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The Yale Investments Office reported that the endowment earned a 6.8 percent return for the latest fiscal year, a surprising figure given the pandemic’s economic effects.
According to a press release from the Yale Investments Office, the University’s endowment reached a total of $31.2 billion for the fiscal year ending June 30, 2020. Although this year’s returns are 1.45 percent shy of the annual target rate of 8.25 percent, the endowment still increased by $900 million amid the economic uncertainty prompted by the coronavirus pandemic. During the 2019 fiscal year, the endowment had a 5.7 return rate, bringing the 2019 total to $30.3 billion.
“The University recently announced an unexpectedly strong financial performance in the 2020 fiscal year, thanks to the work of faculty and staff across the campus who restrained spending, the generosity of our donors, the outstanding efforts of the Yale Investments team and the better-than-anticipated financial markets,” University spokesperson Karen Peart wrote in an email to the News. “While we are encouraged by these results, we remain concerned about the longer-term economic and financial effects of the pandemic, particularly if the virus persists.”
Yale’s spending and investment policies balance the short-term need to support current students and the long-term financial health of the University, according to the press release.
According to John Geanakoplos, former chair of the Faculty of Arts and Sciences Senate and professor of economics, the endowment’s performance is just about what he expected given what he knows about the market today — and was much better than what people feared when COVID-19 disrupted the market in the spring.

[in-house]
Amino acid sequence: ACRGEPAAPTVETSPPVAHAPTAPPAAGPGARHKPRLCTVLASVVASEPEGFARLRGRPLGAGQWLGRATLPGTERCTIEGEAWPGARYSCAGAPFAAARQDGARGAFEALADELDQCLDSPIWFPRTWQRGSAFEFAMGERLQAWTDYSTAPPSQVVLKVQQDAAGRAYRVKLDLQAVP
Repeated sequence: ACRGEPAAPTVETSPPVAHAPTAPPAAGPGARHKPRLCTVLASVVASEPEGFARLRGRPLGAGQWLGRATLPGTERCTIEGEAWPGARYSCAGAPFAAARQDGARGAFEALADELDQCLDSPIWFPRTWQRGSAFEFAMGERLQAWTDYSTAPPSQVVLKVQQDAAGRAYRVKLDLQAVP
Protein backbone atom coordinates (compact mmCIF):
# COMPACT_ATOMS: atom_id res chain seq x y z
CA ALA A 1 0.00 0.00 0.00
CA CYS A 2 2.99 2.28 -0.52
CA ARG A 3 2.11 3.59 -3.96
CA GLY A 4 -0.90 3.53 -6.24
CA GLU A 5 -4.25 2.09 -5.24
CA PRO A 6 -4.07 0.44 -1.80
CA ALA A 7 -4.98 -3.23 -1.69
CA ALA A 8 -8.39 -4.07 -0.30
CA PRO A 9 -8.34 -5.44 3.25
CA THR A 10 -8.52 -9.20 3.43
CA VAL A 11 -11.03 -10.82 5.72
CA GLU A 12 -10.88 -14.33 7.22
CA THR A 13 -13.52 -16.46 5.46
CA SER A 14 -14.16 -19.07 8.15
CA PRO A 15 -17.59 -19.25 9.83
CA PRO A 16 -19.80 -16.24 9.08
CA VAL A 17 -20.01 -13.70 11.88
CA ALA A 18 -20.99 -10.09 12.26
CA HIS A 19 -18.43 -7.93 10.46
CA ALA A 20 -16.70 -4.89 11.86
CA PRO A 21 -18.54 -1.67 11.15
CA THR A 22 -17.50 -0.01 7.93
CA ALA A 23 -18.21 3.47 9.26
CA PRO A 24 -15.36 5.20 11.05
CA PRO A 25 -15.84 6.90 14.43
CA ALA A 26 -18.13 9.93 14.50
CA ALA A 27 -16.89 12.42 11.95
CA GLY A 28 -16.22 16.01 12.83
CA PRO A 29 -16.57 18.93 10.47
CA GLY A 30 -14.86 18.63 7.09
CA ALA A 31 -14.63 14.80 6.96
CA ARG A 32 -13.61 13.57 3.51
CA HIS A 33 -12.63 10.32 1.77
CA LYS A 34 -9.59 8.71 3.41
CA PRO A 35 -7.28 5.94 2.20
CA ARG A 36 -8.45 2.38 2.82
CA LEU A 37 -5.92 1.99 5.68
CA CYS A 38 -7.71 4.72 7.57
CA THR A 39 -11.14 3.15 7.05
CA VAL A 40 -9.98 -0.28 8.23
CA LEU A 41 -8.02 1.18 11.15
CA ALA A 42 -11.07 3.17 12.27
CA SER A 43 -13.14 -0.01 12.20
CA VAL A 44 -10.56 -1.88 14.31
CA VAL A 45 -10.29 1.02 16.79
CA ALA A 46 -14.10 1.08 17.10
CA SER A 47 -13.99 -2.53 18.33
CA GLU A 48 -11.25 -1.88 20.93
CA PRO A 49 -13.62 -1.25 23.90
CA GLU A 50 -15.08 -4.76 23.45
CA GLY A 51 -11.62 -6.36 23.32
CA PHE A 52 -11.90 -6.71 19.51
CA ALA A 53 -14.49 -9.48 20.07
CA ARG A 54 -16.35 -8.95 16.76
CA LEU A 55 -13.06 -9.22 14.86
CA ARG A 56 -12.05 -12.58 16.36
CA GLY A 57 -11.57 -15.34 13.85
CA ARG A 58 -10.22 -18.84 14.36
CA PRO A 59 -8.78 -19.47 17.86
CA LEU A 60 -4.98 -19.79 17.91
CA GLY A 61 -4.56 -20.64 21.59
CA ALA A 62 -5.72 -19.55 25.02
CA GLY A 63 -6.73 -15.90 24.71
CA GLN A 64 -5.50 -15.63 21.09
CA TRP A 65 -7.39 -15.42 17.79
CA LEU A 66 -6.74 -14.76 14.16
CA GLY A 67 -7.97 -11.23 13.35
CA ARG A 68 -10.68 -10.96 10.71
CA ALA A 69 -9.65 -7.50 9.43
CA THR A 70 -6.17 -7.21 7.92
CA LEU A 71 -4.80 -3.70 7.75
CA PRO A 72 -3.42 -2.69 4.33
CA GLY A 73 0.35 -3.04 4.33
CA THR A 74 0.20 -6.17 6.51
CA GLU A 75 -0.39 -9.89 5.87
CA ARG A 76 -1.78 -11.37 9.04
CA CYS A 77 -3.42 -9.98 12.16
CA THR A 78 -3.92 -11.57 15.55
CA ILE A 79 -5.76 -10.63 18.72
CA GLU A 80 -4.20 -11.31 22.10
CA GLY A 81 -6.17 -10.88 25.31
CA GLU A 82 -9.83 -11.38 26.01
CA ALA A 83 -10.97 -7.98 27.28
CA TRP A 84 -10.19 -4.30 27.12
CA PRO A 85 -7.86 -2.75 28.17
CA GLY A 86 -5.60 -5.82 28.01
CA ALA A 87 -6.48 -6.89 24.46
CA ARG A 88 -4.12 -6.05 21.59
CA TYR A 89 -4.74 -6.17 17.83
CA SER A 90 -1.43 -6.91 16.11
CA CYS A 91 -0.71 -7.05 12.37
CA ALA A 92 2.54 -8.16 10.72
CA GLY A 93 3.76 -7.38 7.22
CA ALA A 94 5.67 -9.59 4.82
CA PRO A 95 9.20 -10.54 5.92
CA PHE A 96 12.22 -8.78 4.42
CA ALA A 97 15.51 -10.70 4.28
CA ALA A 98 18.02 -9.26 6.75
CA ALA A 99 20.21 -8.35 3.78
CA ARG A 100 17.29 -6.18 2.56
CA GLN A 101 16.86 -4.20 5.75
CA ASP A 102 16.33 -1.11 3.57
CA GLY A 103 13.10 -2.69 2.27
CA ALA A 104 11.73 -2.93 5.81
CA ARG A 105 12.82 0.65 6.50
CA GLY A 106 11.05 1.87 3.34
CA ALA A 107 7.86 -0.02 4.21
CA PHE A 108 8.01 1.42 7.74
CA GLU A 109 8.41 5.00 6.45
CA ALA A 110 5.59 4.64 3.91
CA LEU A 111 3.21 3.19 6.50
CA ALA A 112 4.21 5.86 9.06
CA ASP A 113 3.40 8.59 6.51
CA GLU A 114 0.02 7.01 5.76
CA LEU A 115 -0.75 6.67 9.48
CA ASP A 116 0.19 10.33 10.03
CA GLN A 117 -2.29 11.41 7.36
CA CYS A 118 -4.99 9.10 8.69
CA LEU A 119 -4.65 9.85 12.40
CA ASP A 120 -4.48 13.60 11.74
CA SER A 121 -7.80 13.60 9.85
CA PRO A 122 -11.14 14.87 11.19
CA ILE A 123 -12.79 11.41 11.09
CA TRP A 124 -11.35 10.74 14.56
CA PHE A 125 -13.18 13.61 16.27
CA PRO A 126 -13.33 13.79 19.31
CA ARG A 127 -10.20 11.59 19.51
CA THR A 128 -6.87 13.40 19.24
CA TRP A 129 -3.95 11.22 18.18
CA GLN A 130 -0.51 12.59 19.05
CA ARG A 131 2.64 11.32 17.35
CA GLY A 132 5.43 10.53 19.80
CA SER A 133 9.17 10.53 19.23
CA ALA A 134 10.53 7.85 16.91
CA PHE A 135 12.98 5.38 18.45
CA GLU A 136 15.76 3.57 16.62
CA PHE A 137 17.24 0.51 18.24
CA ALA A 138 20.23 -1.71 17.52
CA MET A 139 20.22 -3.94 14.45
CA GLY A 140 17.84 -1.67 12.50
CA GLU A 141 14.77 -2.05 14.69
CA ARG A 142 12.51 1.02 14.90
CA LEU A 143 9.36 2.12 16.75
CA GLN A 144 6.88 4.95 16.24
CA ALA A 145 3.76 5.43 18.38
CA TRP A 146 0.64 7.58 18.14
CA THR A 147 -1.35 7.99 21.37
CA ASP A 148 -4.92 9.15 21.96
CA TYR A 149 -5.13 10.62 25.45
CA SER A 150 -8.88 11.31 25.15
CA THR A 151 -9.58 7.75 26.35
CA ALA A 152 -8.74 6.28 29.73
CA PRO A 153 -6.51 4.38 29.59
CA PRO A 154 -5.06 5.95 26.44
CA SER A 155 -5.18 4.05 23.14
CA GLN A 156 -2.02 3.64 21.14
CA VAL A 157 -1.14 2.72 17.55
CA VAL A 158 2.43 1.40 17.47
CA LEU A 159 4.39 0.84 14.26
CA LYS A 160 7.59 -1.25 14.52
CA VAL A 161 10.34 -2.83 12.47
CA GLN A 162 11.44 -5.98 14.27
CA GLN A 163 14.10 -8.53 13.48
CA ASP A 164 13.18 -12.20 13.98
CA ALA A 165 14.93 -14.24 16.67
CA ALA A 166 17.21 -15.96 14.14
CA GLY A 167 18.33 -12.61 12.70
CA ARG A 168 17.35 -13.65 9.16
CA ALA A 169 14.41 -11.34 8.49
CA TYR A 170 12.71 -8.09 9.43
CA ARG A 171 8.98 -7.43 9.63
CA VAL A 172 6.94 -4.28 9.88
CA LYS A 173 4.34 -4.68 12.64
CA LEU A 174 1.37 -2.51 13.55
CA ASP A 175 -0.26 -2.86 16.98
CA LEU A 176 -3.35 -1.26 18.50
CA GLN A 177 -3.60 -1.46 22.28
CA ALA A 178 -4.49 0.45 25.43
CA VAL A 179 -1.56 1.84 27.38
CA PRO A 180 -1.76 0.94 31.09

Geanakoplos added that since University finances turned out less badly than what some had feared — with the 6.8 percent returns closely approaching the target rate of 8.25 percent returns — Yale should use this as an opportunity to maintain its excellence for the future. Namely, Geanakoplos believes that the University should use its current financial health as an opportunity to hire faculty and graduate students, since other top-tier universities with smaller endowments likely cannot afford to do so.
“We literally have the money that these other universities don’t have,” said Geanakoplos. “Fortunes are made and organizations are transformed when you buy low. It’s often the case that many people see the opportunity, but they don’t have the money to do anything about it. Right now, we have the money and we can see the opportunity to make those hires … To see the opportunity and have the money at the same time, that’s rare.”
In an April letter to the Yale community, University Provost Scott Strobel and Senior Vice President for Operations Jack Callahan ’80 announced a University-wide hiring pause for all faculty and staff positions through June 30, 2021, citing the University’s financial difficulties. The hiring freeze applied to all open faculty and staff positions, except for rare exceptions that had to be approved directly by the provost’s office.
Last week, the pair sent an update informing the Yale community of a partial lift to the faculty hiring freeze. The University expects to approve at least 60 new and continuing faculty searches across the professional schools and the Faculty of Arts and Sciences, according to Strobel and Callahan.